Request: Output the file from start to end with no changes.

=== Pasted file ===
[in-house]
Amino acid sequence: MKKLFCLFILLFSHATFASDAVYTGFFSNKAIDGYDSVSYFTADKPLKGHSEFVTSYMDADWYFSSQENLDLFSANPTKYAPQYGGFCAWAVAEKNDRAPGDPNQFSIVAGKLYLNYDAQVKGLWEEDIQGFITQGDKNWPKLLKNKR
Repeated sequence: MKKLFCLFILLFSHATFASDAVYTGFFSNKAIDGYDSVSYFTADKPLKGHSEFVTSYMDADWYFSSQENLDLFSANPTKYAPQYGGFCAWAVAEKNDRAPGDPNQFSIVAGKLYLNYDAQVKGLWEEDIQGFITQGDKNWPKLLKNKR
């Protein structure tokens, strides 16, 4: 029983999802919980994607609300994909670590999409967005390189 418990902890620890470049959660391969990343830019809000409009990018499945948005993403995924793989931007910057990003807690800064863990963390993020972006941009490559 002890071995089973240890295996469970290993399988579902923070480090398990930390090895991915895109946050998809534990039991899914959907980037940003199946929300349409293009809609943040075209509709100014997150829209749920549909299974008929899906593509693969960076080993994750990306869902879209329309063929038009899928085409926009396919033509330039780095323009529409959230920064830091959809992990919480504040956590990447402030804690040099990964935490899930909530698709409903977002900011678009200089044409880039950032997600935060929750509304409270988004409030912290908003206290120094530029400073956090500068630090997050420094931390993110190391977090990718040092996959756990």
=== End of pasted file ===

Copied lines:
[in-house]
Amino acid sequence: MKKLFCLFILLFSHATFASDAVYTGFFSNKAIDGYDSVSYFTADKPLKGHSEFVTSYMDADWYFSSQENLDLFSANPTKYAPQYGGFCAWAVAEKNDRAPGDPNQFSIVAGKLYLNYDAQVKGLWEEDIQGFITQGDKNWPKLLKNKR
Repeated sequence: MKKLFCLFILLFSHATFASDAVYTGFFSNKAIDGYDSVSYFTADKPLKGHSEFVTSYMDADWYFSSQENLDLFSANPTKYAPQYGGFCAWAVAEKNDRAPGDPNQFSIVAGKLYLNYDAQVKGLWEEDIQGFITQGDKNWPKLLKNKR
């Protein structure tokens, strides 16, 4: 029983999802919980994607609300994909670590999409967005390189 418990902890620890470049959660391969990343830019809000409009990018499945948005993403995924793989931007910057990003807690800064863990963390993020972006941009490559 002890071995089973240890295996469970290993399988579902923070480090398990930390090895991915895109946050998809534990039991899914959907980037940003199946929300349409293009809609943040075209509709100014997150829209749920549909299974008929899906593509693969960076080993994750990306869902879209329309063929038009899928085409926009396919033509330039780095323009529409959230920064830091959809992990919480504040956590990447402030804690040099990964935490899930909530698709409903977002900011678009200089044409880039950032997600935060929750509304409270988004409030912290908003206290120094530029400073956090500068630090997050420094931390993110190391977090990718040092996959756990």